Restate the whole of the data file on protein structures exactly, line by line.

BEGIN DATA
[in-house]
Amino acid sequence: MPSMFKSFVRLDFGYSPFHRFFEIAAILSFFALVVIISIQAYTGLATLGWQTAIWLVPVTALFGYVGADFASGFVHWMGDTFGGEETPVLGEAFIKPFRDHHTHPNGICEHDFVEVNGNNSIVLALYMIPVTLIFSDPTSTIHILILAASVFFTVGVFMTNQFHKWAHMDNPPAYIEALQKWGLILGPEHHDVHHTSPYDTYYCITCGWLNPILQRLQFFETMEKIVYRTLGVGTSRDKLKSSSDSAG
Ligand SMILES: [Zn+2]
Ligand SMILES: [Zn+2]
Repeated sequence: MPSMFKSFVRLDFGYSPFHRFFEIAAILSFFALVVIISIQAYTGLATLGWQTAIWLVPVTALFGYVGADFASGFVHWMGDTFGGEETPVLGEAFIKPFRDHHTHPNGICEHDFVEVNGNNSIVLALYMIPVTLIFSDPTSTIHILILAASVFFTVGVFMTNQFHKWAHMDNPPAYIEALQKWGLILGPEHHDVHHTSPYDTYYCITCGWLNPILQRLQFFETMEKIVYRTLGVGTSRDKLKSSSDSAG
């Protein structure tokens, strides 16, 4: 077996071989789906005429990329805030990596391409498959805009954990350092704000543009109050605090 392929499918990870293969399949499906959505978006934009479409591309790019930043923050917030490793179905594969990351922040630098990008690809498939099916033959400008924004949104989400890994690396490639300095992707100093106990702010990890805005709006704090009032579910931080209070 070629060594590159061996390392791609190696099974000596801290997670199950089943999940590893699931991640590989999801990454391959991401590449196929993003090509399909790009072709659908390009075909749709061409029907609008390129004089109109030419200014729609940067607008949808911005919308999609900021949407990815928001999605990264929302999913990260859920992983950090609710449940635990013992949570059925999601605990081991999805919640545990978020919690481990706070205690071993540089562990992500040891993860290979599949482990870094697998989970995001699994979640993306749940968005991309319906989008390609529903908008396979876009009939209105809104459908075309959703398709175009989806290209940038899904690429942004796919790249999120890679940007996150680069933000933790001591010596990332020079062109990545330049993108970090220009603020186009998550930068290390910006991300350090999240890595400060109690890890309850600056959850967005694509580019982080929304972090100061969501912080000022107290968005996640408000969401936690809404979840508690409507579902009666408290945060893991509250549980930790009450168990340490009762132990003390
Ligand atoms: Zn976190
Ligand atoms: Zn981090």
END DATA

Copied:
[in-house]
Amino acid sequence: MPSMFKSFVRLDFGYSPFHRFFEIAAILSFFALVVIISIQAYTGLATLGWQTAIWLVPVTALFGYVGADFASGFVHWMGDTFGGEETPVLGEAFIKPFRDHHTHPNGICEHDFVEVNGNNSIVLALYMIPVTLIFSDPTSTIHILILAASVFFTVGVFMTNQFHKWAHMDNPPAYIEALQKWGLILGPEHHDVHHTSPYDTYYCITCGWLNPILQRLQFFETMEKIVYRTLGVGTSRDKLKSSSDSAG
Ligand SMILES: [Zn+2]
Ligand SMILES: [Zn+2]
Repeated sequence: MPSMFKSFVRLDFGYSPFHRFFEIAAILSFFALVVIISIQAYTGLATLGWQTAIWLVPVTALFGYVGADFASGFVHWMGDTFGGEETPVLGEAFIKPFRDHHTHPNGICEHDFVEVNGNNSIVLALYMIPVTLIFSDPTSTIHILILAASVFFTVGVFMTNQFHKWAHMDNPPAYIEALQKWGLILGPEHHDVHHTSPYDTYYCITCGWLNPILQRLQFFETMEKIVYRTLGVGTSRDKLKSSSDSAG
């Protein structure tokens, strides 16, 4: 077996071989789906005429990329805030990596391409498959805009954990350092704000543009109050605090 392929499918990870293969399949499906959505978006934009479409591309790019930043923050917030490793179905594969990351922040630098990008690809498939099916033959400008924004949104989400890994690396490639300095992707100093106990702010990890805005709006704090009032579910931080209070 070629060594590159061996390392791609190696099974000596801290997670199950089943999940590893699931991640590989999801990454391959991401590449196929993003090509399909790009072709659908390009075909749709061409029907609008390129004089109109030419200014729609940067607008949808911005919308999609900021949407990815928001999605990264929302999913990260859920992983950090609710449940635990013992949570059925999601605990081991999805919640545990978020919690481990706070205690071993540089562990992500040891993860290979599949482990870094697998989970995001699994979640993306749940968005991309319906989008390609529903908008396979876009009939209105809104459908075309959703398709175009989806290209940038899904690429942004796919790249999120890679940007996150680069933000933790001591010596990332020079062109990545330049993108970090220009603020186009998550930068290390910006991300350090999240890595400060109690890890309850600056959850967005694509580019982080929304972090100061969501912080000022107290968005996640408000969401936690809404979840508690409507579902009666408290945060893991509250549980930790009450168990340490009762132990003390
Ligand atoms: Zn976190
Ligand atoms: Zn981090």